When someone deals with depression or anxiety their energy levels can drop majorly, and they may no longer have the motivation to continue with activities they normally enjoy. Giving into the limited energy can cause your mental health to continue to struggle. Staying active, even if it’s not physical activity, makes it harder for harmful thoughts to creep into your head. Keeping up with hobbies also helps lower stress. Staying focused on something you enjoy keeps you from overthinking about things that you can’t change. Some hobbies like drawing, singing, and sports allow you to express yourself in an outlet for stress, anger, sadness, and other emotions.

5) Friends and Family:
Just like talking to a professional is important to get help, so is talking to friends and family. Surrounding yourself with people who love and care about you and also understand that you are dealing with troubling thoughts is important. Some people will isolate themselves away from people when they start feeling depressed or anxious. Isolating yourself from friends and family will only make you feel alone and feel like you have no one to talk to. It may be difficult to open up about whats going on in your head to others, no matter how much you trust them, but being surrounded by those who love you and can make you laugh is a great way to feel fulfilled with love and care.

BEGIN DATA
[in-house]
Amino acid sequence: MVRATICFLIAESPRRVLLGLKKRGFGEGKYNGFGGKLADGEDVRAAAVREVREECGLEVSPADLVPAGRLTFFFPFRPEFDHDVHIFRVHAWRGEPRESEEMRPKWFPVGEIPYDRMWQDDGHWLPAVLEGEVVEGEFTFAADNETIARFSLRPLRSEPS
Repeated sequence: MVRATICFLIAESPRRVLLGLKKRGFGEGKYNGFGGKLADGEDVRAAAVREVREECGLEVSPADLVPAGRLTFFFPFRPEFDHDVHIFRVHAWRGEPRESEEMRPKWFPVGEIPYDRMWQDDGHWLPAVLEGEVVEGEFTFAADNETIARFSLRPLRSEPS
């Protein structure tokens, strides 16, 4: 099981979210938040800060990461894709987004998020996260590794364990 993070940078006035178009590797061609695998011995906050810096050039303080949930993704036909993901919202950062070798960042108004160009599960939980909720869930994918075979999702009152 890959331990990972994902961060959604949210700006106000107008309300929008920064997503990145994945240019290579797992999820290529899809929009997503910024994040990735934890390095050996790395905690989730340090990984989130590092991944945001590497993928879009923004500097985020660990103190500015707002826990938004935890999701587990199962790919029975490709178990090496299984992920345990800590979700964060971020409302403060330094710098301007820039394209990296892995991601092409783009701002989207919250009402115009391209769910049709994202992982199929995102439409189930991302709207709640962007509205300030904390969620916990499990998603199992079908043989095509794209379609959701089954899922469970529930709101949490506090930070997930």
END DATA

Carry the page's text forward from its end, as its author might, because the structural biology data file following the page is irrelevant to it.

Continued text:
Remember, mental illnesses affect people in different ways, so while one coping mechanism may work for you it may not for someone else. You may experience different symptoms or react to it a different way. The different experiences that exist for depression and anxiety make it hard to understand scientifically or biologically, but the increasing occurrence of one or the other is also making it harder to recognize what is or isn’t anxiety or depression. If you think you struggle with one or the other, seek help from a therapist or psychiatrist, and try to find the coping mechanisms that work for you. If you don’t struggle with either but notice you are continuously over stressed or mentally exhausted, try to limit the amount of work you give yourself and only expect from yourself the things you know you can do. Also try looking up other coping mechanisms, the five listed in this article aren’t the only ones out there. If you start noticing you feel like giving up and no longer want to push yourself to do better in things you love, remember there is plenty of people in this world that love you and will help you in this journey. You can do this!


  1. Fantastic! Sure would like to see some quotes in it though! Remember your journalistic styles! I can’t wait to read the next one!

Leave a Reply